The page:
Euro 2016 organisers issue upbeat security message

A French soldier patrols in the fan zone in Nice before the start of the Euro 2016 championships. Picture: Valery Hache/AFP/Getty
A French soldier patrols in the fan zone in Nice before the start of the Euro 2016 championships. Picture: Valery Hache/AFP/Getty
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The party will go ahead as planned with every possible precaution taken to keep spectators safe and offset the threat of terrorism.

That was the message yesterday – as upbeat as realistically possible – from organisers of Euro 2016 which kicks off tomorrow with the host nation taking on Romania amidst the biggest security operation ever untaken for a sporting event of this magnitude.

With the French capital, and the country as a whole, still haunted by last November’s terror attacks that killed 130 people – including an attempted assault on the Stade de France, where tomorrow’s opener takes place – police and security officials have pledged to do their utmost to prevent the nightmare scenario of the tournament falling victim to yet another barbaric attack by Islamic extremists.

Every spectator entering every stadium will be subject to intensive searches at two separate security checkpoints in an attempt to prevent prohibited and potentially dangerous devices, especially explosive items, being smuggled in.

“No-one is unaware of what has gone in France as well as in Europe with regards to security over the last few months,” said Jacques Lambert, president of the organising committee. “This was imposed upon us but we set a target which was to bring together the best possible championship, including security, and avoid being knocked off course by external circumstances we could not control.”

As a result, French authorities have stiffened their resolve with some 10,000 private security agents drafted in to assist in what promises to be a challenging nationwide security operation at the 10 stadiums, the numerous fan zones where thousands of ticketless fans will congregate, hotels, public bars, training camps and the like.

Lambert said he and his team never considered scrapping the fan zones, such an integrally atmospheric part of major football events, despite warnings that they could be obvious terror targets. Of greater concern, he suggested, was a “regrettable” strike being planned by Air France employees and train staff.

Although the British 
Foreign Office has urged fans to be extra-vigilant, Lambert said it was important not to focus on the fear factor.

“We have no specific information coming from foreign security services,” he said. “Over the last eight months we have tried to move out of this negative spiral over which we don’t have much control,”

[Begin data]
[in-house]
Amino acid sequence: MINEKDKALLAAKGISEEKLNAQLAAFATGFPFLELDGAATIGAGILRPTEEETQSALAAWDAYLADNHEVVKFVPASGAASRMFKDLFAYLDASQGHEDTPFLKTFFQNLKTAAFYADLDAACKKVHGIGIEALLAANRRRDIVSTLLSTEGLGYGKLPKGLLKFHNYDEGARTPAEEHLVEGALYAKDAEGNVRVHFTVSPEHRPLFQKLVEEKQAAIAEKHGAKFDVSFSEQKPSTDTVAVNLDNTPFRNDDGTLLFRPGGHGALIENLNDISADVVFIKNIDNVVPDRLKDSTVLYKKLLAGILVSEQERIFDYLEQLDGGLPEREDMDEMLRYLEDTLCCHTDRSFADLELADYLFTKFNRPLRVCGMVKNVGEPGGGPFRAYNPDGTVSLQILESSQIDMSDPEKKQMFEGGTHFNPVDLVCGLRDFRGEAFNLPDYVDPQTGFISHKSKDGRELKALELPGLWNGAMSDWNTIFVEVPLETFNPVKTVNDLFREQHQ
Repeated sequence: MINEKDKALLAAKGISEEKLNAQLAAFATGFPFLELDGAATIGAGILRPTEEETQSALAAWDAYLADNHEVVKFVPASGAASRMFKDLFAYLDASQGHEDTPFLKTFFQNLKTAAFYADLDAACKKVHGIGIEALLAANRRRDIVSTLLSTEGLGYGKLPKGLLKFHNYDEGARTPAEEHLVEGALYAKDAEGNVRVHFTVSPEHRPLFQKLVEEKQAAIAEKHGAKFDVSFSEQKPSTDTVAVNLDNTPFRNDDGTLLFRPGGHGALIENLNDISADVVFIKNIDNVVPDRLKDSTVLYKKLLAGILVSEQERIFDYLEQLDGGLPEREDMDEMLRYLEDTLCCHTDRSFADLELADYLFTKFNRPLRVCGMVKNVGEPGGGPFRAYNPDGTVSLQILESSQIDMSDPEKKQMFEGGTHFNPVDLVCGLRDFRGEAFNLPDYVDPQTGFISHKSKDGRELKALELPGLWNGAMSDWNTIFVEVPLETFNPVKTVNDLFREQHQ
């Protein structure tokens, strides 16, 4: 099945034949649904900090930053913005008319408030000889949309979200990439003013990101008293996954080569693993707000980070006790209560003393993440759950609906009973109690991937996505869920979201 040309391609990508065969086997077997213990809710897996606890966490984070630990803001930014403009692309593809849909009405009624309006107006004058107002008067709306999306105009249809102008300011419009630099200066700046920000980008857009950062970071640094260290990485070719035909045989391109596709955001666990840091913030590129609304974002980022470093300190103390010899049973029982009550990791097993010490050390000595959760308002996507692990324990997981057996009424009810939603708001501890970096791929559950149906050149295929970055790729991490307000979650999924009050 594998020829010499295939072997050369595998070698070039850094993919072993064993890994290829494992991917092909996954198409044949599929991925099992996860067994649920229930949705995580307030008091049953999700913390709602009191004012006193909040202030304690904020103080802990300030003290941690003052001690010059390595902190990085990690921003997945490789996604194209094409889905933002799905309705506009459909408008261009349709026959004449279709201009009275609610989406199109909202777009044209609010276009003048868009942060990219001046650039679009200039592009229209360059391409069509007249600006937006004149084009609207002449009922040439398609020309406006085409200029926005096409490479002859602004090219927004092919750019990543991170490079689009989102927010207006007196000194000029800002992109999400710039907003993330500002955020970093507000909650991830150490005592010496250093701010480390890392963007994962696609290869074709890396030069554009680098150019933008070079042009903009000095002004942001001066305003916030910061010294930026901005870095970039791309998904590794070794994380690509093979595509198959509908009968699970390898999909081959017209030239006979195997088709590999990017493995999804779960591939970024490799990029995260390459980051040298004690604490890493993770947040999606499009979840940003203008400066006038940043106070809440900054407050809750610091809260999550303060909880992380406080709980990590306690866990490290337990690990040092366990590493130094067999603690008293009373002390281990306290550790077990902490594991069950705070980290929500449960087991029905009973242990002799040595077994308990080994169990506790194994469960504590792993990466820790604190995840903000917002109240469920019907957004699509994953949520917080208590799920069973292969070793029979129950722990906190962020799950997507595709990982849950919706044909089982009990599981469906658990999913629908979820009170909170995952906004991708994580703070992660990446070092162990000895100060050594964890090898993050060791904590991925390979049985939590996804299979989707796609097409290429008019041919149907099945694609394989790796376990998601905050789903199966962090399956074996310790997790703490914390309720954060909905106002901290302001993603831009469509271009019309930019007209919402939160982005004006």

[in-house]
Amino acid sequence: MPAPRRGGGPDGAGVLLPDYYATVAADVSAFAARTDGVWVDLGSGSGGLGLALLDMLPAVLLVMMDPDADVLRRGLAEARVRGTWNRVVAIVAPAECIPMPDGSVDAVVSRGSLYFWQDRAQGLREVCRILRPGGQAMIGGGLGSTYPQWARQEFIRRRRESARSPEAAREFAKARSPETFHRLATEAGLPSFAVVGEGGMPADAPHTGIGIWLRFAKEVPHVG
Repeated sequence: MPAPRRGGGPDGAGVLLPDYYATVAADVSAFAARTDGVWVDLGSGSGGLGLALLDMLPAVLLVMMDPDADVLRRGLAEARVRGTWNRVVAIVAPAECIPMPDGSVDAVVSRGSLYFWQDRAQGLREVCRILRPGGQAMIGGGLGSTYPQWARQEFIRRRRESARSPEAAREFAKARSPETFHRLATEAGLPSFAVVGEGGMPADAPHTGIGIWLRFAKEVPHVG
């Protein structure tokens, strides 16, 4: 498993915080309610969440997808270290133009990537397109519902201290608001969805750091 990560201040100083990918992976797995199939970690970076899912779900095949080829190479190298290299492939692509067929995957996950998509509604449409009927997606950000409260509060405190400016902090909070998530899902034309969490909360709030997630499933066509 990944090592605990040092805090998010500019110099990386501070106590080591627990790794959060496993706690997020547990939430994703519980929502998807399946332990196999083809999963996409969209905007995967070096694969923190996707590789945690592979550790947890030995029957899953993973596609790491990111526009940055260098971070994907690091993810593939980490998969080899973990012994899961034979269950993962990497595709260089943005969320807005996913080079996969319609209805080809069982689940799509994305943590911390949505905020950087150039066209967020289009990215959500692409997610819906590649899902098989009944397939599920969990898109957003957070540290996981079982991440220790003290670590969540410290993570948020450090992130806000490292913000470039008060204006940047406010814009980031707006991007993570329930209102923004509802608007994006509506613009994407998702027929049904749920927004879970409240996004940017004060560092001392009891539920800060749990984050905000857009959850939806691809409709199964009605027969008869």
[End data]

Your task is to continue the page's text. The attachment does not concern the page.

he said.

“It was our belief it was better
for those who like to watch matches free of charge on big screens to be set up in a specific area that could be secured in the best fashion possible as opposed to [them] going into town squares of their own accord where they wouldn’t necessarily benefit from any organised security measures.”

Nor, said Lambert, were there any plans to play games behind closed doors unless the storms that hit part of France with a vengeance earlier this week returned to render pitches unplayable.

Certainly fans of the 24 nations in the expanded tournament do not appear to have been unduly swayed by safety worries. In terms of tickets, 99 percent have been sold, with only around 8,000 left, Germany’s clash with Poland receiving the biggest demand.

Away from security issues, much interest off the field focuses on whether former Uefa president Michel Platini, banned for four years for that infamous “disloyal payment” he received from Fifa with Sepp Blatter’s blessing, will or will not be able to attend the tournament he considered his baby until falling spectacularly from grace.

Uefa has taken soundings from Fifa’s ethics committee as to whether Platini’s ban from all football activities means he cannot attend in any capacity and will have to watch his compatriots and the other 23 teams from the sidelines.

Platini, pictured below, still has number of friends in high places and there are many in the Uefa heirarchy who consider it unfair to ban him to from attending games in his homeland as a guest.

Uefa is in the bizarre situation of having neither a president nor a general secretary to act as a figurehead during the tournament, Gianni Infantino having taken over from Sepp Blatter at the helm of Fifa, though his first 100 days in charge have been anything but plain sailing.

Theodore Theodoridis, Uefa’s acting general secretary, said Fifa’s ethics committee had clarified that Platini “can be invited in a personal capacity as long as he doesn’t perform any official function.”

It was now up to Uefa’s executive committee to decide whether to invite him though he was unlikely to 
be present at tomorrow’s opening game.